The breed’s name derives from the city of Leonberg in south-west Germany. According to legend, the Leonberger was ostensibly bred as a ‘symbolic dog’ that would mimic the lion in the town crest. Heinrich Essig, a dog breeder and seller from Leonberg originally bred the Leonberger from the Newfoundland (the Landseer type, with black/white marks), Saint Bernard, and Great Pyrenees Mountain Dog in the early 1800s, although it has been an established race in Germany only from 1846. The colouring of today’s Leonbergers, reddish brown with a black mask, was developed during the 19th century, probably by introducing other breeds.
The Leonberger was initially used to protect livestock and pull loads in West Germany and other European countries. Leonbergers were seriously affected by the privations of the two world wars. During World War I most Leonbergers were left to fend for themselves as breeders fled or were killed. Only five Leonbergers survived World War I and were bred until World War II when, again, almost all Leonbergers were lost. Leonbergers today trace their ancestry back to eight dogs that survived World War II.
The Leonberger is a very large, strong dog, substantial yet elegant. In appearance, he is rather squarely built and comes in shades of gold, and various hues of red and brown. Many have dark tipping. His distinguishing feature is his black mask, and dark, kind eyes. He should have close fitting flews and should not drool. Mature male Leonbergers are markedly masculine and carry a lionesque mane and long fully feathered tail. Females may appear less extreme in coat and are notably feminine when compared to a dog.
The Leonberger is distinguished by unflappability and friendliness. ‘Laid back’ yet sensitive, Leonbergers become attached to their pack — human or animal — very quickly and very deeply. With the Newfoundland, Great Pyreness and Saint Bernard as foundation stock it is not surprising that they excel in cart work and water work. For a big dog, the Leonberger is very agile and athletic for his size. He is is called a gentle giant but in truth this is the characteristic of a mature dog of two years or more, younger dogs can be wilful and rambunctious. The defining characteristics of a Leonberger are kindness, steadiness, self assurance and an easy going joie de vivre.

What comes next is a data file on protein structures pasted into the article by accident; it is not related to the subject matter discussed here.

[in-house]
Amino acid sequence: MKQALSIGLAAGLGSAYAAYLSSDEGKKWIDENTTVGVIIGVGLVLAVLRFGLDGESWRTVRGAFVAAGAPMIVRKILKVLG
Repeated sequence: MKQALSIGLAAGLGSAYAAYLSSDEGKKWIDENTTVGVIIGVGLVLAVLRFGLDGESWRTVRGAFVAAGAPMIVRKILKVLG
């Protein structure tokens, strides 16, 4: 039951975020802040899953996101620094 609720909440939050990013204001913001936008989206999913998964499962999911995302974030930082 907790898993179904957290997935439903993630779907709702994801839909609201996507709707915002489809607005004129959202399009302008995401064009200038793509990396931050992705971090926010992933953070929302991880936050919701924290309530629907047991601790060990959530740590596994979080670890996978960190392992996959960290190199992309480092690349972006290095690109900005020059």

A Leonberger is a family dog, the desire to be with his pack is far more important than a large yard. He can adapt to modest living quarters if he is given time with his people, a daily walk and regular training time. Leonbergers are good with children and other dogs. Socialization and thorough obedience training are extremely important with any giant breed, including Leonbergers. Although he is generally welcoming of friends and family, he is watchful, and may use his size to intimidate but never his teeth to protect his loved ones. Generally a very kind animal, it’s not well suited to be a guard dog, despite his size. Because he has a thick double coat, the Leonberger needs ongoing grooming. This can be a daily job when he is moulting.
Leonbergers are strong, generally healthy dogs, and providing they have the right diet they may be more resistant to hip dysplasia. Breeders are now screening their dogs to reduce the risk of bone/joint problems. Their lifespan is between 8 to 10 years, which is in line with other similarly sized breeds. Some cancers, Addison’s disease, and cardio-myopathy are some of the diseases that may affect Leonbergers. Bloat is another cause of death. Another problem which may affect the Leonberger, though not life threatening, is entropion.
Please visit www.leonbergerunion.com to find more information on this wonderful breed.